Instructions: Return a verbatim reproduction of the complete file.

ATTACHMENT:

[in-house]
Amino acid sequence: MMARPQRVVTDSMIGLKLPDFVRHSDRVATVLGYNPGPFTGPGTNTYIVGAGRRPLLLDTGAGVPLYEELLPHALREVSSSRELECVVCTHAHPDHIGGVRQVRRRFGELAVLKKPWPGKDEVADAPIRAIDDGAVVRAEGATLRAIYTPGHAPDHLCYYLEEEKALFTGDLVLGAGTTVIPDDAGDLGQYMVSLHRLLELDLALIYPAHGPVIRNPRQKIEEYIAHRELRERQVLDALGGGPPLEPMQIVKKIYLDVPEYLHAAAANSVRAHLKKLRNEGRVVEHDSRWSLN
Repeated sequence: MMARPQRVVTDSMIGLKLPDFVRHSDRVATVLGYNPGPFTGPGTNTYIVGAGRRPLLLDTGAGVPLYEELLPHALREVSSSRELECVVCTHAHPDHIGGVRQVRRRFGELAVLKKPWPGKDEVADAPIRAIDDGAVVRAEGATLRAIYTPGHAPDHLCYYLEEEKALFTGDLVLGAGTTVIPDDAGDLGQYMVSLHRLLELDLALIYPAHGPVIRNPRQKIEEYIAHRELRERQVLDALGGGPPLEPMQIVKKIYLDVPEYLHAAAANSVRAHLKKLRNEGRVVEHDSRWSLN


[in-house]
Amino acid sequence: MMARPQRVVTDSMIGLKLPDFVRHSDRVATVLGYNPGPFTGPGTNTYIVGAGRRPLLLDTGAGVPLYEELLPHALREVSSSRELECVVCTHAHPDHIGGVRQVRRRFGELAVLKKPWPGKDEVADAPIRAIDDGAVVRAEGATLRAIYTPGHAPDHLCYYLEEEKALFTGDLVLGAGTTVIPDDAGDLGQYMVSLHRLLELDLALIYPAHGPVIRNPRQKIEEYIAHRELRERQVLDALGGGPPLEPMQIVKKIYLDVPEYLHAAAANSVRAHLKKLRNEGRVVEHDSRWSLN
Repeated sequence: MMARPQRVVTDSMIGLKLPDFVRHSDRVATVLGYNPGPFTGPGTNTYIVGAGRRPLLLDTGAGVPLYEELLPHALREVSSSRELECVVCTHAHPDHIGGVRQVRRRFGELAVLKKPWPGKDEVADAPIRAIDDGAVVRAEGATLRAIYTPGHAPDHLCYYLEEEKALFTGDLVLGAGTTVIPDDAGDLGQYMVSLHRLLELDLALIYPAHGPVIRNPRQKIEEYIAHRELRERQVLDALGGGPPLEPMQIVKKIYLDVPEYLHAAAANSVRAHLKKLRNEGRVVEHDSRWSLN